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  Proverb Zone > Author > Edward Gibbon

Result Navigation: [ 1 ]

A person who still remembered that their ancestors had been the masters of the world would have applauded, with conscious pride, the representation of ancient freedom, if they had not long since been accustomed to prefer the solid assurance of bread to the unsubstantial visions of liberty and greatness.

Active valour may often be the present of nature; but such patient diligence can be the fruit only of habit and discipline.

Among the innumerable monuments of architecture constructed by the Romans, how many have escaped the notice of history, how few have resisted the ravages of time and barbarism!

As long as mankind shall continue to bestow more liberal applause on their destroyers than on their benefactors, the thirst of military glory will ever be the vice of the most exalted characters.

History, which undertakes to record the transactions of the past, for the instruction of future ages, would ill deserve that honourable office if she condescended to plead the cause of tyrants, or to justify the maxims of persecution.

History. . .is, indeed, little more than the register of the crimes, follies, and misfortune of mankind.

In the purer ages of the commonwealth, the use of arms was reserved for those ranks of citizens who had a country to love, a property to defend, and some share in enacting those laws, which it was their interest, as well as duty, to maintain. But in proportion as the public freedom was lost in extent of conquest, war was gradually improved into an art, and degraded into a trade.

Of the various forms of government which have prevailed in the world, an hereditary monarchy seems to present the fairest scope for ridicule.

Philosophy alone can boast (and perhaps it is no more than the boast of philosophy), that her gentle hand is able to eradicate from the human mind the latent and deadly principle of fanaticism.

The authority of Plato and Aristotle, of Zeno and Epicurus, still reigned in the schools; and their systems, transmitted with blind deference from one generation of disciples to another, precluded every generous attempt to exercise the powers, or enlarge the limits, of the human mind.

The fabric of a mighty state, which has been reared by the labours of successive ages, could not be overturned by the misfortune of a single day, if the fatal power of the imagination did not exaggerate the real measure of the calamity.

The influence of the clergy, in an age of superstition, might be usefully employed to assert the rights of mankind; but so intimate is the connection between the throne and the altar, that the banner of the church has very seldom been seen on the side of the people.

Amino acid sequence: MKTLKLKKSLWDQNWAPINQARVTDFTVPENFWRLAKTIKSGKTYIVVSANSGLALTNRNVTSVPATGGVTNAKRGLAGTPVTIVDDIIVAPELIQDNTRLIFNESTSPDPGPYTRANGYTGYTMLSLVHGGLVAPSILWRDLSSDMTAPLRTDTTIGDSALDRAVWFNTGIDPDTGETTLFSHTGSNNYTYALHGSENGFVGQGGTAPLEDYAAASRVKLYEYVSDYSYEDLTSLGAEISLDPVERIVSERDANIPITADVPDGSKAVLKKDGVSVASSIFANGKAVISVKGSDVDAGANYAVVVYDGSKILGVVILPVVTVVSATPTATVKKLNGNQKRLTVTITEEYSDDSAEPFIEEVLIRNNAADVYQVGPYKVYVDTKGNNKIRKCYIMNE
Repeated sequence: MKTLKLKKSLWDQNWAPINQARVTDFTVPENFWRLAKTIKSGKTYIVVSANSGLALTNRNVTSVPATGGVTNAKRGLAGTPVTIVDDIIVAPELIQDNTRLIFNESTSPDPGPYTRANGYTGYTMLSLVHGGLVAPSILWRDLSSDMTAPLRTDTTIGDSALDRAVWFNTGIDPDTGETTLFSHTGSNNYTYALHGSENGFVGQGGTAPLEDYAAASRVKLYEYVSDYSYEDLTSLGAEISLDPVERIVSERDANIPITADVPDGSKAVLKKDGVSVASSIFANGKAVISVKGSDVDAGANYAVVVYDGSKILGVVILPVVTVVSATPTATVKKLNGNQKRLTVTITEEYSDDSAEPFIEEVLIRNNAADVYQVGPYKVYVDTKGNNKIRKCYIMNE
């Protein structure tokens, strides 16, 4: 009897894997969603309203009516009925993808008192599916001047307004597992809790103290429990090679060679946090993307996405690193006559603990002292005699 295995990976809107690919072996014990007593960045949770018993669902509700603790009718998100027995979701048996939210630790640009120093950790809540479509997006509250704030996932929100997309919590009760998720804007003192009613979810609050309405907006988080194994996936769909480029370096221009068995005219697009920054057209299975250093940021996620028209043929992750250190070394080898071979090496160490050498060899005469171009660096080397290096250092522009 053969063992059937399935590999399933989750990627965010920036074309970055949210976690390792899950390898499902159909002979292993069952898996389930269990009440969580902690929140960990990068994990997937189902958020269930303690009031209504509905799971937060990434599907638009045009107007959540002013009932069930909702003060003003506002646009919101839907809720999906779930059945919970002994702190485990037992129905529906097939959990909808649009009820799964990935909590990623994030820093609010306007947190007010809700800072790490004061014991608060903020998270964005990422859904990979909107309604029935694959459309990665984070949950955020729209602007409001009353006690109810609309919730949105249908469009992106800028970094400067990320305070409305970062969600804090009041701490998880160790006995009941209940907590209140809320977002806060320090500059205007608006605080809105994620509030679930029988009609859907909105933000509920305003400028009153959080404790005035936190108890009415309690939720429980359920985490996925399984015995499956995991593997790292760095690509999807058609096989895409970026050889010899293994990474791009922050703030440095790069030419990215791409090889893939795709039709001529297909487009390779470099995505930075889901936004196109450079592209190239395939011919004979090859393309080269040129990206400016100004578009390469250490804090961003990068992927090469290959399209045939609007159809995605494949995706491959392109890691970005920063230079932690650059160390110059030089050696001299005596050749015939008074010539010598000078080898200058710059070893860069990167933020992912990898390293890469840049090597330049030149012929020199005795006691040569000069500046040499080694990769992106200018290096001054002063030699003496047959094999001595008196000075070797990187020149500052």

The name of Poet was almost forgotten; that of Orator was usurped by the sophists. A cloud of critics, of compilers, of commentators, darkened the face of learning, and the decline of genius was soon followed by the corruption of taste.

The policy of the emperors and the senate, as far as it concerned religion, was happily seconded by the reflections of the enlightened, and by the habits of the superstitious, part of their subjects. The various modes of worship, which prevailed in the Roman world, were all considered by the people, as equally true; by the philosopher, as equally false; and by the magistrates, as equally useful.

The principal conquests of the Romans were achieved under the republic; and the emperors, for the most part, were satisfied with preserving those dominions which had been acquired by the policy of the senate, the active emulation of the consuls, and the martial enthusiasm of the people.

The urgent consideration of the public safety may undoubtedly authorize the violation of every positive law. How far that, or any other, consideration may operate to dissolve the natural obligations of humanity and justice is a doctrine of which I still desire to remain ignorant.

There exists in human nature a strong propensity to depreciate the advantages, and to magnify the evils, of the present times.

These idle disputants overlooked the invariable laws of nature, which have connected peace with innocence, plenty with industry, and safety with valour.

This obvious difference marked the two portions of the empire with a distinction of colours, which, though it was in some degree concealed during the meridian splendour of prosperity, became gradually more visible as the shades of night descended upon the Roman world.

Under a democratical government the citizens exercise the powers of sovereignty; and those powers will be first abused, and afterwards lost, if they are committed to an unwieldy multitude.

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